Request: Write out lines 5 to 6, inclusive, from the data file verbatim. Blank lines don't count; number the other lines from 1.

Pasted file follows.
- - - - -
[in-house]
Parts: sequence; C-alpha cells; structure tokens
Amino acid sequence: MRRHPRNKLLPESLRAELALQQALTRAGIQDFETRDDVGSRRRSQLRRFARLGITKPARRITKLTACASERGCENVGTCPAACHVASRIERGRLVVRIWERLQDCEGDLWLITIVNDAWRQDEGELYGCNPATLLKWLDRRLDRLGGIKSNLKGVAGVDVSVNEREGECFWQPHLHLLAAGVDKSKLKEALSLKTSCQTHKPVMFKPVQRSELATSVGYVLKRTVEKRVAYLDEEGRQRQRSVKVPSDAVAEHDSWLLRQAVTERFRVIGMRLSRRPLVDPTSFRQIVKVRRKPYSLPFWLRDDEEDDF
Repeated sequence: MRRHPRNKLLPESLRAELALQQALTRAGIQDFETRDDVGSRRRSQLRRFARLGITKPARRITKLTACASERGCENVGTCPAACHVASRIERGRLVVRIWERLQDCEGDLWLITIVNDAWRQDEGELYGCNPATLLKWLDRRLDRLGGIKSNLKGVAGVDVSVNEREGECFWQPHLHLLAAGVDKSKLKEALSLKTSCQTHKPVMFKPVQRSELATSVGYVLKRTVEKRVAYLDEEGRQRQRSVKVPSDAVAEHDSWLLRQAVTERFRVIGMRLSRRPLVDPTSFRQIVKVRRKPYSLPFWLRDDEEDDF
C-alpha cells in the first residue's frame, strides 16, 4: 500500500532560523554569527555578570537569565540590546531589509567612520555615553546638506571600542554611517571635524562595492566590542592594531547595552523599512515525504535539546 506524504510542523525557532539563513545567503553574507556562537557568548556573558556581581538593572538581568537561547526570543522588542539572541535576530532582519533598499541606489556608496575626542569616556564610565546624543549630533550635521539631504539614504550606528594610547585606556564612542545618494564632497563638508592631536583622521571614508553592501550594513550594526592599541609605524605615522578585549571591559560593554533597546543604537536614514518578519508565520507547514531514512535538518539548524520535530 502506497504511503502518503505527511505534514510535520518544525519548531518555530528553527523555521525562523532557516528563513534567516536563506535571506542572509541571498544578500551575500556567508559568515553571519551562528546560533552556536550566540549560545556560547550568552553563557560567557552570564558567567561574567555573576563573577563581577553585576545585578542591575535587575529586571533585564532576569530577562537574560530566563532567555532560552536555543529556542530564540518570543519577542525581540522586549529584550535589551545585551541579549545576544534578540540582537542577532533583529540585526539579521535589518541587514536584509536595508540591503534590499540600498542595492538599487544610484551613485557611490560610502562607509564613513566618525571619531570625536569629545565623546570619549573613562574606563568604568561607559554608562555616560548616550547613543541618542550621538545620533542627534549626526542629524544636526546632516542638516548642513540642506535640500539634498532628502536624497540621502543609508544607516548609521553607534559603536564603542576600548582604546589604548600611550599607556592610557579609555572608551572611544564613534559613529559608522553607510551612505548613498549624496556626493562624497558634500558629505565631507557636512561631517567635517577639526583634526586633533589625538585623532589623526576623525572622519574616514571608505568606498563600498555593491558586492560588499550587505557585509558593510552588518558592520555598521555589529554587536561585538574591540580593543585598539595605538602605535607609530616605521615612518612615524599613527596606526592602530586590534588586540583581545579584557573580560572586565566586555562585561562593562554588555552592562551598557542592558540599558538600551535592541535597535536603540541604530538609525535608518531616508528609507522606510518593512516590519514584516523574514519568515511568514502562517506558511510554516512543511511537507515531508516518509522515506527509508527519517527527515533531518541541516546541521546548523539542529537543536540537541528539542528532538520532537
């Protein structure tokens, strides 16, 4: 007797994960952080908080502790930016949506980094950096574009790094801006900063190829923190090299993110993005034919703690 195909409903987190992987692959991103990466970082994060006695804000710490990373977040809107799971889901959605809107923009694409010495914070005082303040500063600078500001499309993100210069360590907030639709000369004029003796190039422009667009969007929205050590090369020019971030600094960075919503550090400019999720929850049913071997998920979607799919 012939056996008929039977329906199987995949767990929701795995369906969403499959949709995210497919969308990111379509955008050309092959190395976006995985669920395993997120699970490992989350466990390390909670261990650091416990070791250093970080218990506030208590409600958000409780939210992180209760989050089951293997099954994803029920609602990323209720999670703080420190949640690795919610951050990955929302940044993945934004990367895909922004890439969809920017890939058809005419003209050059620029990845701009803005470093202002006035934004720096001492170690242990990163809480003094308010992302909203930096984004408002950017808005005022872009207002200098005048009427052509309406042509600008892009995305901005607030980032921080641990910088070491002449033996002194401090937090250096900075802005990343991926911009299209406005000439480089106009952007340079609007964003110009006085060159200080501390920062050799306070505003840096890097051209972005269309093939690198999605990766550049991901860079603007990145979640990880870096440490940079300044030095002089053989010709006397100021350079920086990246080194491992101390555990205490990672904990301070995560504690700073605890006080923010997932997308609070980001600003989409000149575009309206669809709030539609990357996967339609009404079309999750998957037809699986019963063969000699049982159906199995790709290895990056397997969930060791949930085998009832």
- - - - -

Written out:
C-alpha cells in the first residue's frame, strides 16, 4: 500500500532560523554569527555578570537569565540590546531589509567612520555615553546638506571600542554611517571635524562595492566590542592594531547595552523599512515525504535539546 506524504510542523525557532539563513545567503553574507556562537557568548556573558556581581538593572538581568537561547526570543522588542539572541535576530532582519533598499541606489556608496575626542569616556564610565546624543549630533550635521539631504539614504550606528594610547585606556564612542545618494564632497563638508592631536583622521571614508553592501550594513550594526592599541609605524605615522578585549571591559560593554533597546543604537536614514518578519508565520507547514531514512535538518539548524520535530 502506497504511503502518503505527511505534514510535520518544525519548531518555530528553527523555521525562523532557516528563513534567516536563506535571506542572509541571498544578500551575500556567508559568515553571519551562528546560533552556536550566540549560545556560547550568552553563557560567557552570564558567567561574567555573576563573577563581577553585576545585578542591575535587575529586571533585564532576569530577562537574560530566563532567555532560552536555543529556542530564540518570543519577542525581540522586549529584550535589551545585551541579549545576544534578540540582537542577532533583529540585526539579521535589518541587514536584509536595508540591503534590499540600498542595492538599487544610484551613485557611490560610502562607509564613513566618525571619531570625536569629545565623546570619549573613562574606563568604568561607559554608562555616560548616550547613543541618542550621538545620533542627534549626526542629524544636526546632516542638516548642513540642506535640500539634498532628502536624497540621502543609508544607516548609521553607534559603536564603542576600548582604546589604548600611550599607556592610557579609555572608551572611544564613534559613529559608522553607510551612505548613498549624496556626493562624497558634500558629505565631507557636512561631517567635517577639526583634526586633533589625538585623532589623526576623525572622519574616514571608505568606498563600498555593491558586492560588499550587505557585509558593510552588518558592520555598521555589529554587536561585538574591540580593543585598539595605538602605535607609530616605521615612518612615524599613527596606526592602530586590534588586540583581545579584557573580560572586565566586555562585561562593562554588555552592562551598557542592558540599558538600551535592541535597535536603540541604530538609525535608518531616508528609507522606510518593512516590519514584516523574514519568515511568514502562517506558511510554516512543511511537507515531508516518509522515506527509508527519517527527515533531518541541516546541521546548523539542529537543536540537541528539542528532538520532537
């Protein structure tokens, strides 16, 4: 007797994960952080908080502790930016949506980094950096574009790094801006900063190829923190090299993110993005034919703690 195909409903987190992987692959991103990466970082994060006695804000710490990373977040809107799971889901959605809107923009694409010495914070005082303040500063600078500001499309993100210069360590907030639709000369004029003796190039422009667009969007929205050590090369020019971030600094960075919503550090400019999720929850049913071997998920979607799919 012939056996008929039977329906199987995949767990929701795995369906969403499959949709995210497919969308990111379509955008050309092959190395976006995985669920395993997120699970490992989350466990390390909670261990650091416990070791250093970080218990506030208590409600958000409780939210992180209760989050089951293997099954994803029920609602990323209720999670703080420190949640690795919610951050990955929302940044993945934004990367895909922004890439969809920017890939058809005419003209050059620029990845701009803005470093202002006035934004720096001492170690242990990163809480003094308010992302909203930096984004408002950017808005005022872009207002200098005048009427052509309406042509600008892009995305901005607030980032921080641990910088070491002449033996002194401090937090250096900075802005990343991926911009299209406005000439480089106009952007340079609007964003110009006085060159200080501390920062050799306070505003840096890097051209972005269309093939690198999605990766550049991901860079603007990145979640990880870096440490940079300044030095002089053989010709006397100021350079920086990246080194491992101390555990205490990672904990301070995560504690700073605890006080923010997932997308609070980001600003989409000149575009309206669809709030539609990357996967339609009404079309999750998957037809699986019963063969000699049982159906199995790709290895990056397997969930060791949930085998009832």